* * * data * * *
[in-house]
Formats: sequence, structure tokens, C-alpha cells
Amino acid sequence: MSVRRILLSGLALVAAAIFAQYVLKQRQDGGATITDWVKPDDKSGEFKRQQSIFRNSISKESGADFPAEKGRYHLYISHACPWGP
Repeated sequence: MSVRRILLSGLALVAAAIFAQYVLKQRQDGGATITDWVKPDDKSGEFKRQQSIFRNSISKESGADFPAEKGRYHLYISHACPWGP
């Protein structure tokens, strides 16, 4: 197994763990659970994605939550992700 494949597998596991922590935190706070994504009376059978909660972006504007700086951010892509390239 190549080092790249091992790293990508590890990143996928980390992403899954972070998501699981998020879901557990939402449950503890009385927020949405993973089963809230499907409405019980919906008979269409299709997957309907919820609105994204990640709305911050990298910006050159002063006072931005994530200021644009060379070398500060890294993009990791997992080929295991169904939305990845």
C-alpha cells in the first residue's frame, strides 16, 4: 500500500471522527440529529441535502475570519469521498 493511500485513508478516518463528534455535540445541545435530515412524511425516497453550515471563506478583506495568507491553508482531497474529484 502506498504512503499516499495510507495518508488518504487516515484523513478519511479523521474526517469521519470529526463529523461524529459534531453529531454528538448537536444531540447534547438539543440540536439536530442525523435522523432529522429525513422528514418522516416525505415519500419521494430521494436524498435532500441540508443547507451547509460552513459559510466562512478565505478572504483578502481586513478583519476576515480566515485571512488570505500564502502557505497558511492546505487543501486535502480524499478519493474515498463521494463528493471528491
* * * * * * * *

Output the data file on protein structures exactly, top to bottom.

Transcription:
[in-house]
Formats: sequence, structure tokens, C-alpha cells
Amino acid sequence: MSVRRILLSGLALVAAAIFAQYVLKQRQDGGATITDWVKPDDKSGEFKRQQSIFRNSISKESGADFPAEKGRYHLYISHACPWGP
Repeated sequence: MSVRRILLSGLALVAAAIFAQYVLKQRQDGGATITDWVKPDDKSGEFKRQQSIFRNSISKESGADFPAEKGRYHLYISHACPWGP
């Protein structure tokens, strides 16, 4: 197994763990659970994605939550992700 494949597998596991922590935190706070994504009376059978909660972006504007700086951010892509390239 190549080092790249091992790293990508590890990143996928980390992403899954972070998501699981998020879901557990939402449950503890009385927020949405993973089963809230499907409405019980919906008979269409299709997957309907919820609105994204990640709305911050990298910006050159002063006072931005994530200021644009060379070398500060890294993009990791997992080929295991169904939305990845």
C-alpha cells in the first residue's frame, strides 16, 4: 500500500471522527440529529441535502475570519469521498 493511500485513508478516518463528534455535540445541545435530515412524511425516497453550515471563506478583506495568507491553508482531497474529484 502506498504512503499516499495510507495518508488518504487516515484523513478519511479523521474526517469521519470529526463529523461524529459534531453529531454528538448537536444531540447534547438539543440540536439536530442525523435522523432529522429525513422528514418522516416525505415519500419521494430521494436524498435532500441540508443547507451547509460552513459559510466562512478565505478572504483578502481586513478583519476576515480566515485571512488570505500564502502557505497558511492546505487543501486535502480524499478519493474515498463521494463528493471528491